Electric scooter riders, protect your head!
The (CDC) said in a out this week that nearly half of all e-scooter injuries involve head trauma. Maybe worse, most of the incidents could have been prevented by simply wearing a helmet or other safety equipment.
The CDC published the study in collaboration with the Austin Public Transportation Department (APTD) and Austin Public Health (APH). It examined electric scooter trends in the Texas capital from September through November 2018.
The researchers identified 271 people with potential e-scooter-related injuries during the study. Further analysis of the report combined the number of confirmed injuries (160) with other probable injuries (32). Of those 190 injured riders, 48 percent experienced injuries to the head.
Furthermore, 70 percent of these riders suffered injuries to their upper limbs such as their hands, wrists, arms, and shoulders. Fifty-five percent experienced injuries to their lower limbs.
The study also found that about half of the injured riders suffered a severe injury, meaning bone fractures, severe bleeding, long hospital stays, or organ damage. Broken bones were slightly more common on riders’ arms (11 percent) than their legs (6 percent), according to the study.
But what really stands out: less than one percent of riders were wearing a helmet when they were injured.
Helmet use is quickly becoming a growing problem for e-scooter companies. A JAMA study earlier this year found that 40 percent of injuries involved the head and only about 4 percent of injured riders wore helmets. This has led to companies creating helmets that are easier to carry, some even collapse.
Companies like Morpher are now making helmets with folding features. SoCal-based electric vehicle-share company Wheels this week also unveiled its patent filing for a helmet that fits onto the e-bike itself. After each ride, biodegradable hygienic liners could be replaced on the shared helmet. The vehicle would detect when the helmet was removed and then returned to its slot above the back wheel.
The first iterations of the built-in helmet design are expected to come later this year to its bikes in the Los Angeles and San Diego areas.
A group promoting e-scooter and e-bike-share access, The Micromobility Coalition, said in a statement from executive director Ryan McConaghy Thursday that he welcomed the attention the CDC put on e-scooter safety and called for “smarter standards like protected bike lanes and infrastructure to help ensure cars and all micromobility can coexist safely on our roadways.” He also urged riders to follow traffic laws and safety rules from the rental companies to mitigate scooter incidents.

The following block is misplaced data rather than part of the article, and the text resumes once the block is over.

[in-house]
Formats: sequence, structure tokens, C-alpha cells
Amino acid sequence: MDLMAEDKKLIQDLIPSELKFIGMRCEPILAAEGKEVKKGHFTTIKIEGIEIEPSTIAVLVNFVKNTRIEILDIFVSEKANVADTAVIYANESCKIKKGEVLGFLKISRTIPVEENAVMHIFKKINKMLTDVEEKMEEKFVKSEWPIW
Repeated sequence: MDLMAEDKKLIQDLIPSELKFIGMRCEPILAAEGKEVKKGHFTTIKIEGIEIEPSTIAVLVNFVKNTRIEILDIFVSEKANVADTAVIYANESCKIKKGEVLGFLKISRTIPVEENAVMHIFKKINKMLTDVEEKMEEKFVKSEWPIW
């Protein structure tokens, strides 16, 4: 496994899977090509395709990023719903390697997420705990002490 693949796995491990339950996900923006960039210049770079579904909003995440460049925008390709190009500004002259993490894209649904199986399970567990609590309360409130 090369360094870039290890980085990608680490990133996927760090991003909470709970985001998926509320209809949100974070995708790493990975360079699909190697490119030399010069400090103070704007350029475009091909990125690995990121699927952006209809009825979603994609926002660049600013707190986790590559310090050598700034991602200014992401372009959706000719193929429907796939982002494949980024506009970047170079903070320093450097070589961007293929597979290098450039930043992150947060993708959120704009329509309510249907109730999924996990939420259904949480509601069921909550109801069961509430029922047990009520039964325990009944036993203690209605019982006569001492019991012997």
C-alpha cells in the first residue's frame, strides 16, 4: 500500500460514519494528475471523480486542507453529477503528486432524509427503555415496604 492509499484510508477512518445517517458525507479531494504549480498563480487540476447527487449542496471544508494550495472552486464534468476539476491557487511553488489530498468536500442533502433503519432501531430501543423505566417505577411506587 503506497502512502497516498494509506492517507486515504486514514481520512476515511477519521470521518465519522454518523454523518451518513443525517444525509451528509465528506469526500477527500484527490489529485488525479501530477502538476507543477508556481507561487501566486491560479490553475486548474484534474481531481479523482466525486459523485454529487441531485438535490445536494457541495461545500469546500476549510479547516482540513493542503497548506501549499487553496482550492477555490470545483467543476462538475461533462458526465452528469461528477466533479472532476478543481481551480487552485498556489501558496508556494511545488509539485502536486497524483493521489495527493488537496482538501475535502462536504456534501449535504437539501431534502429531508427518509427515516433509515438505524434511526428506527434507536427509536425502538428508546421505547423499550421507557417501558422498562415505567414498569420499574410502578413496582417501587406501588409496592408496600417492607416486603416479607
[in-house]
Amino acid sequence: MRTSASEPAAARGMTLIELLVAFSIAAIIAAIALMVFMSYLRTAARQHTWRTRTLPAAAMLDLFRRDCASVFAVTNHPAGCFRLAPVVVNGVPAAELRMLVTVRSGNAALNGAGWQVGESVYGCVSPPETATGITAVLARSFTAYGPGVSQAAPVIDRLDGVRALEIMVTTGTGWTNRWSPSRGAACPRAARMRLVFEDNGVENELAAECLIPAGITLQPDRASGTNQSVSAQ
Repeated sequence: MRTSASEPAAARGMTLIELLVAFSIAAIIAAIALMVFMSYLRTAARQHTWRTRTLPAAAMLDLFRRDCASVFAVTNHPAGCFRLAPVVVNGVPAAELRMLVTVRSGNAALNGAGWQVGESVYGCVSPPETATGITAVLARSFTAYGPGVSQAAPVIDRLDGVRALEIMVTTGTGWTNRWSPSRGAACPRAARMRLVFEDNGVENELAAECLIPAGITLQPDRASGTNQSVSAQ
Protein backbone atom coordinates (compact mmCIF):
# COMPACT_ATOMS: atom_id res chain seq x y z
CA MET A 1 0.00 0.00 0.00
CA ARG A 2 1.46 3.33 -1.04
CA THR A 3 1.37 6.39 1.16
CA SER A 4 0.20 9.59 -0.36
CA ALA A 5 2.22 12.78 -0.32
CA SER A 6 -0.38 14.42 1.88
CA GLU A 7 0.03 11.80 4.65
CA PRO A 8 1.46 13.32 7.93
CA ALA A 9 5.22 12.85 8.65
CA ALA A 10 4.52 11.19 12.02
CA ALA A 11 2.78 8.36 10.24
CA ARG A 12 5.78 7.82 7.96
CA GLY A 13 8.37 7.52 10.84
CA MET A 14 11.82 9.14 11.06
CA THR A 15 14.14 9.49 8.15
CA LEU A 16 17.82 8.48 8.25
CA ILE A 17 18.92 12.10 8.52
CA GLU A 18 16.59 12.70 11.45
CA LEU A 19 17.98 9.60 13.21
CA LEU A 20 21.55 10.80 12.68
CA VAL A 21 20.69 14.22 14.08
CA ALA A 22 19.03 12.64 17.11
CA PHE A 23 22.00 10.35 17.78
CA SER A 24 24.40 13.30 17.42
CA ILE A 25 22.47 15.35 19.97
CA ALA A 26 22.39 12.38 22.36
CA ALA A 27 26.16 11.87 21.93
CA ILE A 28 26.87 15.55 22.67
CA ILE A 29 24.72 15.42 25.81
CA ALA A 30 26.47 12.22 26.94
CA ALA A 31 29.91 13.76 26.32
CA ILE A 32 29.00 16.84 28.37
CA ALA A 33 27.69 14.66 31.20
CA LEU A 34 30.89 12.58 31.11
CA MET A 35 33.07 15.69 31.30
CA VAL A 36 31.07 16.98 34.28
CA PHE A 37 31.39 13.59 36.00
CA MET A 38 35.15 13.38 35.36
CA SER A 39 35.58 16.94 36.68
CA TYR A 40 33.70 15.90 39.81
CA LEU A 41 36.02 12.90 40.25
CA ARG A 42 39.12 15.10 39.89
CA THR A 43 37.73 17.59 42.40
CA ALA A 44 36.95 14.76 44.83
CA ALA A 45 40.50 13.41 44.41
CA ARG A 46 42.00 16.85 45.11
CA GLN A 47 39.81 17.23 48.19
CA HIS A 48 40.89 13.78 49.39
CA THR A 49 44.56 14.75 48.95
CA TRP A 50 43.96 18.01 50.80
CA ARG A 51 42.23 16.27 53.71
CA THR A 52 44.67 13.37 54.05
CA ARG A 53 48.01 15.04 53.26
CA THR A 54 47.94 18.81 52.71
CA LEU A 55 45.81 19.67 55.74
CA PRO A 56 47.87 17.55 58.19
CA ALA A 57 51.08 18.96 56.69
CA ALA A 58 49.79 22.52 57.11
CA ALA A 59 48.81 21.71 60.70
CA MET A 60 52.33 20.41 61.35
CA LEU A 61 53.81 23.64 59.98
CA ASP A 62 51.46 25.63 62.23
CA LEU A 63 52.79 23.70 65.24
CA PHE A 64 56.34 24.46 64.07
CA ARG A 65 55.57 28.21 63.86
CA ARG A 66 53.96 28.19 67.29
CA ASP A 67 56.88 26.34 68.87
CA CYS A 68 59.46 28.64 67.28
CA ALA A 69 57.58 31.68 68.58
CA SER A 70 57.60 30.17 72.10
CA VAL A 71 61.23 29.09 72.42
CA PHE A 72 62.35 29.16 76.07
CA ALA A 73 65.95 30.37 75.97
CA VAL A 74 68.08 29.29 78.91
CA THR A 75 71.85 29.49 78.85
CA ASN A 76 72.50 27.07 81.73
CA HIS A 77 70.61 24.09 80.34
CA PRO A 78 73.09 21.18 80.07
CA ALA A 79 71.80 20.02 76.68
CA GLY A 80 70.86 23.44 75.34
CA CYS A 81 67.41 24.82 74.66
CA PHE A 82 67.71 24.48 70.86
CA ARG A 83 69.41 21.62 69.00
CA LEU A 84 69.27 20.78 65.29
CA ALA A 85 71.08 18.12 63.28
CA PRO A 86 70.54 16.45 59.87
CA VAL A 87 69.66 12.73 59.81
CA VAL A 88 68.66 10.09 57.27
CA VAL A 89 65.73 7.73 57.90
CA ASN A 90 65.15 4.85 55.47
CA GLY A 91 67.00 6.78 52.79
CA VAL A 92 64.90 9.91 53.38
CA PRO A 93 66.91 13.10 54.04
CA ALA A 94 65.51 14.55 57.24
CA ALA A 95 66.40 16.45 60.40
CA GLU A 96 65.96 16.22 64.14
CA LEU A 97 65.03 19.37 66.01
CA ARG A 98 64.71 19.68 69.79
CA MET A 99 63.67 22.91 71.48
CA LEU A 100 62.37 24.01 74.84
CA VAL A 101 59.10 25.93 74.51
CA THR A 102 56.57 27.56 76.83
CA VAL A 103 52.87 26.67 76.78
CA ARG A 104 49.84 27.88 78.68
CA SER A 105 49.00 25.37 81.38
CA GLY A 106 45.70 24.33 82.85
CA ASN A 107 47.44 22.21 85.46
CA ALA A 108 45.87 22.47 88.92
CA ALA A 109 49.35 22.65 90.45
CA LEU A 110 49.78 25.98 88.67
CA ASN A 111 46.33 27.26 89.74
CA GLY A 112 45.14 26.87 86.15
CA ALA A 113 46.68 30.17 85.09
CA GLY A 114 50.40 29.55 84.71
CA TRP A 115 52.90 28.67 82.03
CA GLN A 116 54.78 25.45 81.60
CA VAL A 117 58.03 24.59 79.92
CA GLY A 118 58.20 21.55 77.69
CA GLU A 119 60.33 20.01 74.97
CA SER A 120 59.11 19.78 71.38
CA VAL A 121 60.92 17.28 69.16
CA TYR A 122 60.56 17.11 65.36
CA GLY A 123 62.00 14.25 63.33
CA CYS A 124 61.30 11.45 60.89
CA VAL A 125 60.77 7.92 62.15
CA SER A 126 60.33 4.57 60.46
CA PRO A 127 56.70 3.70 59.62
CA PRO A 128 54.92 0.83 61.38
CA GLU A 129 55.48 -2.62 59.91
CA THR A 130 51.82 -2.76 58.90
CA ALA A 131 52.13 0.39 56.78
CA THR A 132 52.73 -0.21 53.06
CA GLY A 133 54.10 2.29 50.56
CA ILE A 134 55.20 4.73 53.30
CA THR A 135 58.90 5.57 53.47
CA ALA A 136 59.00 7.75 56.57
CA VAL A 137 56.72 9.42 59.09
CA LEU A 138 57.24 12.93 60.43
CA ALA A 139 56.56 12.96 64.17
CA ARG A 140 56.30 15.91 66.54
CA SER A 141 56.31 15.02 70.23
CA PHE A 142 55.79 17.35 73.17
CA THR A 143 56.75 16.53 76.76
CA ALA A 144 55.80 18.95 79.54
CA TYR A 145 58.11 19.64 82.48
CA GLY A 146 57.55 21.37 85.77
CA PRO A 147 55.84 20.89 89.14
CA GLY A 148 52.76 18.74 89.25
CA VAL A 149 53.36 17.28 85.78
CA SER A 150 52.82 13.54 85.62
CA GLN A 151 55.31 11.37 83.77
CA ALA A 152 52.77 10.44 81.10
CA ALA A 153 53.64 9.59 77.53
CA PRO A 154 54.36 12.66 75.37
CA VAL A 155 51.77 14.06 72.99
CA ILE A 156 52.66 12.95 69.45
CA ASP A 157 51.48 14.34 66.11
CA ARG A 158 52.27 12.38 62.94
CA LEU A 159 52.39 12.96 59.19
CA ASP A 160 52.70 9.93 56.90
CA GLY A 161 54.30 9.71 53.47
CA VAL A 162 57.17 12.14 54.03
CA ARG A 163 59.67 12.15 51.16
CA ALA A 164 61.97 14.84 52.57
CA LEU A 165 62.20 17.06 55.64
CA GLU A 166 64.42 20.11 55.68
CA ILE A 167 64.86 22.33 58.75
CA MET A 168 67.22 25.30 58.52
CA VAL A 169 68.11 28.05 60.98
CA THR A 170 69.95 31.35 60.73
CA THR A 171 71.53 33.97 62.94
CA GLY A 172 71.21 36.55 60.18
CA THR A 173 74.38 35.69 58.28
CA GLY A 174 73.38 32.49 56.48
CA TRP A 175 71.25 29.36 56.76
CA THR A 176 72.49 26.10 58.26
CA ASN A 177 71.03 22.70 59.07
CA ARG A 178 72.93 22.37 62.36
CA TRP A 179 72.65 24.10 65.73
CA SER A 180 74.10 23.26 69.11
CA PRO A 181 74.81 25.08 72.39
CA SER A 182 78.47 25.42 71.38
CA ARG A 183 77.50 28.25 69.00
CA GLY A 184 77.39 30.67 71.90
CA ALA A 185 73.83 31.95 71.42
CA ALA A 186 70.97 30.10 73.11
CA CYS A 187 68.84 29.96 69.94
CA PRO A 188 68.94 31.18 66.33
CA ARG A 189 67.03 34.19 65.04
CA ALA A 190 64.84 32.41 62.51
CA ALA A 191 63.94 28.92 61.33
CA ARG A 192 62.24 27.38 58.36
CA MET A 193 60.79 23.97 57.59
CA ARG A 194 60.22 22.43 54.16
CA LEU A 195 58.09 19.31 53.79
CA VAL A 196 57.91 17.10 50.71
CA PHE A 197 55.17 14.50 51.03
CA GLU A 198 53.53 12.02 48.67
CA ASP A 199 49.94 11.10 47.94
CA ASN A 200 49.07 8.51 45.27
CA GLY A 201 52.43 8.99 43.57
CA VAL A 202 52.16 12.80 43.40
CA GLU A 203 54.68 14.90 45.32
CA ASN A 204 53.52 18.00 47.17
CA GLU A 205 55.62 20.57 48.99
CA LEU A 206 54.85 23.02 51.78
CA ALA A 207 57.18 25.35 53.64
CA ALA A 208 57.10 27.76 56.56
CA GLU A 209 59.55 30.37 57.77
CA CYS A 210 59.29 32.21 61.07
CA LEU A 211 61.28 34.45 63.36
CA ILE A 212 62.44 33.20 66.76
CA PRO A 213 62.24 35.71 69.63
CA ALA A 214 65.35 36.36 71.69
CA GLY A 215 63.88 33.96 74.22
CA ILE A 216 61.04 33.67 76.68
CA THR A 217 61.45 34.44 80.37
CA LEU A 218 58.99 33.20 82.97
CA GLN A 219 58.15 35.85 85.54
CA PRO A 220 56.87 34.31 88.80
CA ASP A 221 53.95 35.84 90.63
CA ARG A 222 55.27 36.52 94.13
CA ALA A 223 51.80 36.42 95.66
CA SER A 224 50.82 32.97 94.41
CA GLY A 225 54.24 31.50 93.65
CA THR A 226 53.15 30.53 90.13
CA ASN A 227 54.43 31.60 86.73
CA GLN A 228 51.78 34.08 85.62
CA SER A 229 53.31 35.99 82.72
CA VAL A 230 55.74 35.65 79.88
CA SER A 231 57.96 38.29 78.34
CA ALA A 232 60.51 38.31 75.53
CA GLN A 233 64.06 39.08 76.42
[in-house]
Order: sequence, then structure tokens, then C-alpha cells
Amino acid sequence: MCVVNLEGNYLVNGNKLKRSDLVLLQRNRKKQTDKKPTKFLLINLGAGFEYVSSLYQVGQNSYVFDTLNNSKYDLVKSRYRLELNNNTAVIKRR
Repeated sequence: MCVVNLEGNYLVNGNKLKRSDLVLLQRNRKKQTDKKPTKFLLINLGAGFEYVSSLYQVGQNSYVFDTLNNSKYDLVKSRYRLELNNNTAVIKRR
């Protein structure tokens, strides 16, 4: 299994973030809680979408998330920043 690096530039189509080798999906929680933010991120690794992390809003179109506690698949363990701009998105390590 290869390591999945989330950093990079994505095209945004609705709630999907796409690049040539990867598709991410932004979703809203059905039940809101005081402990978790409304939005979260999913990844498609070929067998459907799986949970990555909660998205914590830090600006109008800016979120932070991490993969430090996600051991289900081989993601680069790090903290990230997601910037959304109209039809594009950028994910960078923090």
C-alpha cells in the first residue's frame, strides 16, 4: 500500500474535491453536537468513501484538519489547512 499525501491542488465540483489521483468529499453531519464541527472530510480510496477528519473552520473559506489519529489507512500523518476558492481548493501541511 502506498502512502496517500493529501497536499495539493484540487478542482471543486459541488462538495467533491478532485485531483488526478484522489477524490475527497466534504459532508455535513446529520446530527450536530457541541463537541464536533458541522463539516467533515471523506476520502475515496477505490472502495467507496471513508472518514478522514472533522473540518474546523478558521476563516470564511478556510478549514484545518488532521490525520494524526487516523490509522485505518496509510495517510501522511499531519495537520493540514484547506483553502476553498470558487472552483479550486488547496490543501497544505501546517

Lime’s chief policy officer, David Spielfogel, said in an email statement that the e-scooter company is always looking to improve safety for riders and everyone else on the road. “If we want to help people move around their communities efficiently and equitably, we need to ensure options besides cars are trusted as safe and reliable,” he wrote.
Lyft launched scooters in several U.S. cities last year and has been encouraging safe riding, better street design in cities, and partnering with advocacy groups — all in the name of safety.
Last month, Bird scooter-share company released its own safety report and encouraged helmet-wearing, careful riding, and appropriate parking and scooter etiquette. Bird’s director of safety policy and advocacy Paul Steely White wrote in a statement, “We plan to apply the insights provided by Austin Public Health’s report to our global operations, marketing campaigns, public affairs and rider education initiatives while we also further raise the bar for vehicle safety.” In January, California modified its helmet laws to allow adults over 18 to decide whether or not to wear a helmet while on an e-scooter.
With all this in mind, we’ll leave you with a simple piece of advice: Please just wear a helmet if you’re going to ride an e-scooter.
This post was curated & Posted using : RealSpecific
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